School Programs 2021

Welcome back to school, in whatever form it is currently taking in this most unusual year!

We at the Hitchcock Center are here to support you through newly developed standards-based Virtual Nature-based Field Trips and Virtual Classroom programs that can help you advance your students’ comprehension in a wide range of science topics.

In addition to remote learning opportunities, we encourage an outdoor, nature-based approach during in-person school days that can take place on school grounds, on nearby lands, in public spaces or at home with school/Hitchcock Center guidance. Time spent learning from and with nature provides measurable academic, social, emotional, and physical benefits. One of the safest places for learning during this pandemic is the outdoors. Please let us know how we can help you explore ways to use your school grounds for authentic, local science learning while social distancing.

We look forward to working with you in any way we can and so appreciate all that you do as teachers to keep our children healthy, safe and educated!! You are our heroes.

Nature-based Field Trips (Virtual)

Mondays–Fridays, 10am, 11am or 1pm
Field trip length: approximately 40 minutes
Fee per Program: Tier A-$94  | Tier B-$75  | Tier C-$56
Group Size: up to 22 participants, including at least one teacher

These live-stream virtual field trips use Google Meets or Zoom to offer interactive, inquiry-based learning opportunities for school classrooms grades K-6. Upon registration, a pre-recorded video along with suggested activities and resources will be provided to help engage students in the learning activities prior to participating in the live-stream session.

All of our virtual field trips are synchronous. The classroom teacher must attend the field trip with their class. Here are some different options for meeting with your class:

  • One 40-minute session 
  • Two 20-minute sessions 
  • We may also tailor our sessions to meet your class’s needs! Contact Helen Ann Sephton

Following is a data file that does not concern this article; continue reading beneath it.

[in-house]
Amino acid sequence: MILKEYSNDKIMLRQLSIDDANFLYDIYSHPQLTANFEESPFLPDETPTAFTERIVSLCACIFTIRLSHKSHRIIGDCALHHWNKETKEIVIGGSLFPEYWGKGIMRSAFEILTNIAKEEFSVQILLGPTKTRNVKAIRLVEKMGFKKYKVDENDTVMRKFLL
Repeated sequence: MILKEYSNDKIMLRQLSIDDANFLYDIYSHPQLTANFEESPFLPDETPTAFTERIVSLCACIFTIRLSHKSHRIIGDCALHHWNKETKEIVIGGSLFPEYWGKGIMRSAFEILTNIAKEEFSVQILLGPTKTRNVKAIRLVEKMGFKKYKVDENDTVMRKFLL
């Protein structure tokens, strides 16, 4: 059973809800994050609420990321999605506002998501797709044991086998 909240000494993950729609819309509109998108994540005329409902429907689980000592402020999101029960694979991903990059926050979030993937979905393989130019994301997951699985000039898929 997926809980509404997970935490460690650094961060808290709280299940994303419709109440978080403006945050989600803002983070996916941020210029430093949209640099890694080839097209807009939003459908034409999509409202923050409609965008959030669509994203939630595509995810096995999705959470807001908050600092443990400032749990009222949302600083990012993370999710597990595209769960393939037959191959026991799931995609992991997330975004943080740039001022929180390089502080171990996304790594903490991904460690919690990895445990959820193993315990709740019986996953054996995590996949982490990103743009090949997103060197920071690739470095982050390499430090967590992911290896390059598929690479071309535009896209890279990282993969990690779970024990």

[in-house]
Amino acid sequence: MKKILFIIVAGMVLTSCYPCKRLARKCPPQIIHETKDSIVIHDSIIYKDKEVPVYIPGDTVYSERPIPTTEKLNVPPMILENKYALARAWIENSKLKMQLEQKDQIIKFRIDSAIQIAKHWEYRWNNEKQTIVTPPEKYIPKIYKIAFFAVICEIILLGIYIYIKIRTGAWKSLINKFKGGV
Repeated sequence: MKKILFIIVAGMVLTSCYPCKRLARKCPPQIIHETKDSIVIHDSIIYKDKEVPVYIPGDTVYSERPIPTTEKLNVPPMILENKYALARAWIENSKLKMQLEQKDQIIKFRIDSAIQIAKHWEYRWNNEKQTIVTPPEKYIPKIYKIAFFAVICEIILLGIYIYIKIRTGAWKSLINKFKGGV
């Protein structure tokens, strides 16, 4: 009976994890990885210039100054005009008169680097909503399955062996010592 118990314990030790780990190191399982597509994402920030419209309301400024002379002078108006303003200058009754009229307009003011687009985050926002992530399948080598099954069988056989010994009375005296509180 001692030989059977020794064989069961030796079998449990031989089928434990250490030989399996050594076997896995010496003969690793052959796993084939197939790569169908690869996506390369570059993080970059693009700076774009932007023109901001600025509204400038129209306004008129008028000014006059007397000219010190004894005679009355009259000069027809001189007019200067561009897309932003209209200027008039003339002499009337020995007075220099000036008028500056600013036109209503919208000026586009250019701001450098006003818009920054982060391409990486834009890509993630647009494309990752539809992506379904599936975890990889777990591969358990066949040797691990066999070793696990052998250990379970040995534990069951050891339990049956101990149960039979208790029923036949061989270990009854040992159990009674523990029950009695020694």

NEW!!! Engineering Design: Modeling Solutions to Real World Problems

Grade Levels: 3–8
The Hitchcock Center’s Living Building is an exciting teaching tool for sustainability.

Our building demonstrates how natural systems can inform how we design and build for a healthy planet. In this virtual field trip, we will begin with a pre-recorded video tour of our building’s water system. We will learn how our system keeps our water use local, in a way that benefits people and the environment.

Students then participate in a hands-on design challenge to solve a human problem. 

Choose one of the Engineering and Design Challenges appropriate for your students from the menu below. The STE standards are also given for each challenge:

  • Rainwater Capture Students are presented with a real world problem – a shortage of water. They are challenged to create a model of a roof to capture and store rainwater and snowmelt. They must meet certain criteria and work within the constraints of materials and time. Students will test and compare solutions, and discuss improvements to the model. Standards | Recommended Grades: 3-5
  • Water Filtration – Students will be presented with a situation where a human practice has polluted drinking water. They will choose appropriate materials to design and build a water filtration system. Students will compare different systems and discuss improvements to their designs. Standards | Recommended Grades: 3-5

Mountains and Valleys

Ages 9–10 or Grade 4–5
Discover the stories in the stones around us! The Holyoke Range can tell us much about how the Earth’s crust is shaped. It is a geologically unique area, where we can find evidence of shifting tectonic plates, earthquakes, volcanoes, glaciers, and erosion, all in one place! In this virtual field trip, we will first learn how the everyday landscape provides intriguing clues to the past in a pre-recorded video. Together, we will then explore local geology through video, hands-on experimentation and a live stream video session. STEM standards

Insect Investigations

Ages 5–9 or Grades K–4
What makes an animal an insect? What role do insects play in our world and how are they important to people? In our pre-recorded video, we will become entomologists with a Hitchcock educator to adventure into the woods and search for insects. Learn how to identify an insect, where to find them, and the tools you’ll need to collect them. Plus, learn a ton of cool insect facts along the way! We will also come together in an interactive live-stream video session to share our experiences with insects, observe live teaching insects close up, learn about their complex life cycles, and participate in identification games and quizzes. STEM standards

Life in a Pond

Ages 5–10 or Grades K–5Life in a Pond